Over the weekend I wrote that American will fix some of the problems with its new domestic first class seats. They won’t be making changes to the new coach product.
First class has less legroom than before, poorly padded seats, and lacks underseat storage. The power outlets are awkwardly placed. American is going to be making some seat fixes (but not relocating outlets).
Meanwhile, economy has less distance between seats. When US Airways management took over at American they increased the number of seats in Boeing 737s from 150 to 160. The new retrofit program goes up to 172 seats. They get there by:
- Squeezing seats closer together in first class, main cabin extra (down to 33 inches of pitch) and economy (down to 30 inches)
- Preserving the amount of space at each economy seat by removing padding from seat backs (making them less comfortable), reducing seat recline, and taking away seat back entertainment screens
- Capturing inches by reducing the size of lavatories
The inimitable Brian Sumers confirms what I wrote with American. He quotes airline CFO Derek Kerr,
“The seats that we used, they didn’t have some storage underneath,” he said. “They didn’t have holders for iPads that people want. They didn’t have a cup holder type of thing. The approval is in place for that, and all aircraft will be modified.”
American Airlines MiQ First Class Seats
MiQ First Class Seats Are Attached to the Aircraft in a Way that Prevents Use of Underseat Space for Storage
American defends its decision not to do anything to improve coach by saying they almost made the product even worse — their original plan was for some seats to have just 29 inches of pitch (distance from seat back to seat back) but there was such an outrage they backed off. They returned to ‘only’ going down to 30 inches of pitch by giving up a row of Main Cabin Extra. They’re down to just 3 rows of Main Cabin Extra at the front of the plane, in addition to two exit rows, and those have less legroom than before as well.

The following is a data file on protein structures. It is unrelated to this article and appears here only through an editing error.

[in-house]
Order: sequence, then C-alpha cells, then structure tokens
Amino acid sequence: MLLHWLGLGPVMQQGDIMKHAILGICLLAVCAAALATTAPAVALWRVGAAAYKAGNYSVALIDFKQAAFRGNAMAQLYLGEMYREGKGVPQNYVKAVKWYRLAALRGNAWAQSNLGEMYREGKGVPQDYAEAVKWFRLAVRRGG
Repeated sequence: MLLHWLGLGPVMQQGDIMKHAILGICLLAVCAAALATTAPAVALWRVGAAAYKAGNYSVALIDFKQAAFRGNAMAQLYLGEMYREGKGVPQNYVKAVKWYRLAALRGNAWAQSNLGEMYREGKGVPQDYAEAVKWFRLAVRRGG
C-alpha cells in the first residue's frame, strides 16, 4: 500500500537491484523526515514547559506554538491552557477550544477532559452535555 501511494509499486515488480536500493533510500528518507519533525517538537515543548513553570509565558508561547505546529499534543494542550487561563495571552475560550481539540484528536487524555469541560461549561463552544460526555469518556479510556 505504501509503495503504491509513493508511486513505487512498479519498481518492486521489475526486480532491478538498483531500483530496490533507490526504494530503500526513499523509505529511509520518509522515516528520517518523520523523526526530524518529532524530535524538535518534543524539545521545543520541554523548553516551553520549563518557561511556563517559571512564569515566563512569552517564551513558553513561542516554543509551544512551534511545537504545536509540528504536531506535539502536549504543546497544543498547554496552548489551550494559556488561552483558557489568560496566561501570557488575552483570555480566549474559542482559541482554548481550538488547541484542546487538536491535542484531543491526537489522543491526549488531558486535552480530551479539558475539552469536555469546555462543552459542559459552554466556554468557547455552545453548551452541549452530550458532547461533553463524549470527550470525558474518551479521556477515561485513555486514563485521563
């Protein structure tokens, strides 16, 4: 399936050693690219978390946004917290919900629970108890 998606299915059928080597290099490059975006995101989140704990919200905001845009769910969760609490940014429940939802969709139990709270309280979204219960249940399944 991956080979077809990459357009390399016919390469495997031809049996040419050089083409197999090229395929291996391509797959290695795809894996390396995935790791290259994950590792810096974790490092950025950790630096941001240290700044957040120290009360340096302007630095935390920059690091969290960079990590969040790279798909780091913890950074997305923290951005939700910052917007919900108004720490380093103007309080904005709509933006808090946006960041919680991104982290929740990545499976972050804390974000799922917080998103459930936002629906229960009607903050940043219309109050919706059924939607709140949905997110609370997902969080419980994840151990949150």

Sumers gets Cranky Flier to defend the coach product,
“I hadn’t heard many complaints about coach,” he said. “People seem to like whining about the number of seats on the airplane but it doesn’t actually seem like it is that uncomfortable.
The biggest problem with the seats isn’t pitch per se although I find it impossible to work productively on a laptop, and the configuration of the aircraft doesn’t offer enough Main Cabin Extra seats to consistently access a row with more room (at least for someone like me who books within a few weeks of departure).
Instead it’s the lack of padding in the seat. That’s fine for a couple of hours, but American uses Boeing 737s to fly from Miami to Seattle which is 7 hours.
And their brand reputation suffers from the lack of seat back entertainment, which Delta is rolling out in spades.
The first class seats though are shockingly bad. Over the weekend I wrote that it seems impossible anyone from the airline could have sat in one before purchasing them. Now they’re going to spend even more money to rip out seats from planes they’ve already retrofit.
But it gets even more absurd. Sumers writes that American will resume retrofitting planes next month – prior to bringing 737 MAX aircraft back into the fleet (I had previously understood retrofits were put off through end of year). And in the meantime American may be installing inferior first class seats only to rip them out next year once the tweaked version of the seats receive FAA certification.
If they begin 737 Oasis retrofits (or reach the point of retrofitting legacy American Airlines A321s) before getting the seat fixes certified they’ll be taking out perfectly good first class seats with plenty of legroom only to install seats without sufficient padding or underseat storage, only to rip those out and fix them later.
Of course if American really does re-start aircraft retrofits next month they’ll need to stop claiming their shortage of aircraft is because their mechanics aren’t getting planes ready to fly.
Ultimately CFO Kerr points out, “The Oasis Project is really about conformity, and trying to make things easier on the operation” — and not, clearly, about the customer.